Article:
From Abby: First Day on the Job.
Abby is officially working as a Registered Nurse, and in the last few weeks, she's moved to a new state and started her new job. Lots of change on tap for her. Today, she's sharing a little bit about her first day on the job and how a little diabetes understanding eased her through her first few hours.
My first day of orientation at my new job brought a lot of stress. From getting on the shuttle bus and asking a total stranger if I couild sit with her, to sitting through a lecture about the Nurses Union I now belong to while having no idea what they were talking about, to that low blood sugar that hit right before our lunch break.
Luckily, that day I sat next to a nurse who I had had a "pre-orientation" meeting with, so I was a little more comfortable in this room filled with 75+ strangers (and at a table near a super cute male nurse - made the boring day a little less boring). Through chatting with her, I found out that her husband has type 2 diabetes, so she knows what this whole diabetes thing is all about. I told her what my Dexcom receiver was (I had it sitting next to my coffee on the table) so that she wouldn't think I was texting throughout the lectures. (And then we talked about how ridiculous it was that the muffins provided for breakfast were covered in brown sugar on top.)
Then I saw that 54 mg/dL on my Dex about 15 minutes before the scheduled lunch break. As I chomped on two glucose tabs (I was symptom-free at this point) my new nursefriend next to me looked over at me. She looked down at my Dexcom, studied my face for a few nurse-seconds and said:
"Are you okay?"
I nodded, and continued chomping.
Then the nursefriend just smiled, and went back to listening about parking passes.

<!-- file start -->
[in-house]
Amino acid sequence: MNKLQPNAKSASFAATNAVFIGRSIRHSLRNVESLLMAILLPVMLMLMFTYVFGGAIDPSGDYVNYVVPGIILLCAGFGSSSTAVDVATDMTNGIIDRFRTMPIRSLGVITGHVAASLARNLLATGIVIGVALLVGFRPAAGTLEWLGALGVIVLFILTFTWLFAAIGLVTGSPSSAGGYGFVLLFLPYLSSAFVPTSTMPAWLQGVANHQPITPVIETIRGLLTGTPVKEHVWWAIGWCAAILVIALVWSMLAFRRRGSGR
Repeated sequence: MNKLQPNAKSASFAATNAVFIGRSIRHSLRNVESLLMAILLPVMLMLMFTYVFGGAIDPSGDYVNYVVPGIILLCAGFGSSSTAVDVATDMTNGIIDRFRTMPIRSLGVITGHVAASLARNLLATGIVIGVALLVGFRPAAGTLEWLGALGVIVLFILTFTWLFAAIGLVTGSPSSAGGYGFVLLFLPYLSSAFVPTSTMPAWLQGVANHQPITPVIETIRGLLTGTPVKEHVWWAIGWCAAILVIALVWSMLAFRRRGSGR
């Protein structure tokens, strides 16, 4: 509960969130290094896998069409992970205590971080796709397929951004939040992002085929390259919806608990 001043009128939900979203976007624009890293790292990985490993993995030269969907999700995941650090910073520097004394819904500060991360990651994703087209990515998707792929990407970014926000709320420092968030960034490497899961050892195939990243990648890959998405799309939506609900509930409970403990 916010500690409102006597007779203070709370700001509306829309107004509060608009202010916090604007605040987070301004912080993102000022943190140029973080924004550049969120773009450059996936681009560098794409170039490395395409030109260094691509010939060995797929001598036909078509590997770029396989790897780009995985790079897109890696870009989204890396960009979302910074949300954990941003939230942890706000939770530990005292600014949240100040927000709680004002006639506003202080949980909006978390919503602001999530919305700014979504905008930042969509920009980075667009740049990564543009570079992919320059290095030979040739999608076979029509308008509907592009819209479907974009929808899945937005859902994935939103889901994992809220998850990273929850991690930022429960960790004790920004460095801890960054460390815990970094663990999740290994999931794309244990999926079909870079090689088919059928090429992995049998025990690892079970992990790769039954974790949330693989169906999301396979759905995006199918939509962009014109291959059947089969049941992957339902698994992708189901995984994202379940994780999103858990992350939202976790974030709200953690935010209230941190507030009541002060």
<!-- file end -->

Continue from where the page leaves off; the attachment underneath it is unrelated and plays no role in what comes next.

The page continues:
If you have diabetes, you know why this made me feel so comfortable. There was no stress from her side conveyed to me. She didn't freak out and ask someone for juice. At no point did she have a worried look on her face. She just knew. My new nursefriend understood that those three words - "Are you okay?" - were all it took. If I needed help, she gave me the opportunity ask, but she also gave me the opportunity to take care of myself, knowing that someone was looking out for me at the same time.
I'm quite sure that it is extremely difficult to be a person who cares about someone with diabetes, without actually having it yourself. One minute, we want you to fall all over our low blood sugars and and stop time to help us, and the next minute we want you to completely ignore the fact that we even have diabetes. And there is no reason for us to feel this way; we just do and probably always will. But sometimes you type 3s get it spot on. You just know what way to react is best, every time, and for that I am grateful.
New nursefriend's future patients sure are lucky to have her.
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Again, Abby, I'll assert that your future patients are lucky to have YOU. And for others who are disclosing and dealing with diabetes in new situations, how do you prefer people handle your diabetes?